Claims clampdown: China regulator proposing stricter ingredient labelling rules for infant formula

By Tingmin Koe contact

- Last updated on GMT

China’s SAMR has proposed stricter rules for ingredient labelling in infant formulas. ©Getty Images
China’s SAMR has proposed stricter rules for ingredient labelling in infant formulas. ©Getty Images

Related tags: China, Infant formula, Labelling

China’s State Administration for Market Regulation (SAMR) has proposed stricter rules for ingredient labelling in infant formulas, with particularly stringent developments for products designed for babies up to six months of age.

The SAMR proposed that companies should not make dosage and function claims on essential nutrients (必需成分) and nutrients added by choice (可选择成分) in formulas for infants between zero and six months old. 

At the moment, companies cannot make dosage and function claims only for essential nutrients, such as protein, carbohydrates, vitamin B1, B2, C, calcium, iron, and zinc etc.

However, they can make such claims for nutrients added by choice.

The regulator also made a similar proposal for formulas for infants six-month-old and above, where companies would not be able to make dosage and function claims for essential nutrients. However, they can do so for nutrients added by choice.

At the moment, formulas for infants six months and above can make dosage and function claims for both categories of nutrients.

For formulas for infants six months and above, essential nutrients refer to proteins, vitamins, folic acid, and minerals, while nutrients added by choice include taurine, DHA, eicosatetraenoic acid (ETA), and inositol.

“We believe that the SAMR has made this suggestion of not allowing dosage and function claims on essential nutrients because essential nutrients are compulsory in infant formula products, as such, companies should not [make claims and] market their products based on these nutrients.

“It is meaningless to market products by highlighting the nutrients that should be present in the product in the first place,”​ Cathy Yu, GM of the food business division at consultancy firm CIRS told NutraIngredients-Asia. ​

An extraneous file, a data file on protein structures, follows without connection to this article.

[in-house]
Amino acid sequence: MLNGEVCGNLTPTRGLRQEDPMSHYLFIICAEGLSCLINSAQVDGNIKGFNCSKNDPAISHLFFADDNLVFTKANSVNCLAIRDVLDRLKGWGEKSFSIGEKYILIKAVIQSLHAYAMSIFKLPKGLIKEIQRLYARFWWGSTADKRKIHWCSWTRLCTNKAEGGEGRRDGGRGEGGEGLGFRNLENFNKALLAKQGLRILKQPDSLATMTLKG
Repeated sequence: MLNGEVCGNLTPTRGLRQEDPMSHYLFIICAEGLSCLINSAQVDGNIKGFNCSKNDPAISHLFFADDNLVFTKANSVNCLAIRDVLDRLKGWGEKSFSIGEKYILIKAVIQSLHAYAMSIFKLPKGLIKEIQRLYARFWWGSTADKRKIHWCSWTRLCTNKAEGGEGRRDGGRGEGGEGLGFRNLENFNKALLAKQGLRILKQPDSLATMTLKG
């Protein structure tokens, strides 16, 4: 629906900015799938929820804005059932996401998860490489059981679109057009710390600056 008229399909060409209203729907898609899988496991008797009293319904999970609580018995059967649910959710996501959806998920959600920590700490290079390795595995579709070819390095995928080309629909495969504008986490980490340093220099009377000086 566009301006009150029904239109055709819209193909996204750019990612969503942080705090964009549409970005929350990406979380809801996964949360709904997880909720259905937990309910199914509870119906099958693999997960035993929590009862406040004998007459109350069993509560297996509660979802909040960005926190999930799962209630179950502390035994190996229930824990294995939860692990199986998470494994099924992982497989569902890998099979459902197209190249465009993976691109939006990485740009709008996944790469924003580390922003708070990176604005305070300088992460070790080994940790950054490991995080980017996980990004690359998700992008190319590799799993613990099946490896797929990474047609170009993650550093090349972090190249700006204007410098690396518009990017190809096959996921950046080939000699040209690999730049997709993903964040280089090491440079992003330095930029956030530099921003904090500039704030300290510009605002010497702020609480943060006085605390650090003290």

In formulas for infants six months and above, the regulator also suggested that the dosage and function claims for nutrients added by choice can only be printed as text on the less prominent areas of the product packaging. 

Only the product name, net weight, registration number, a relevant picture that meets regulatory requirement could be printed on the most prominent part of the product packaging, while the product’s registered trademark could only be displayed on the side.

Overall, Yu pointed out that SAMR’s proposal would set up stricter rules for making product claims.

The proposal​ is now open for public consultation which ends on August 28.

Other suggestions

On the other hand, if the product name states that the formula is sourced from a particular animal species, then the raw milk, milk powder, and whey powder components used in the product should come from that species.

For instance, if the product claims to be a goat milk powder, then the raw milk, milk powder, and whey powder added into the product should come from goat’s milk.

If the product sources milk protein from two or more animals, this should also be stated in the ingredient list, including the proportion of milk protein sourced from each animal.

The regulator also urged manufacturers to exercise caution when recommending the dosage amount, and refrain from using terms such as ‘must’, ’compulsory’ and ‘strictly’.

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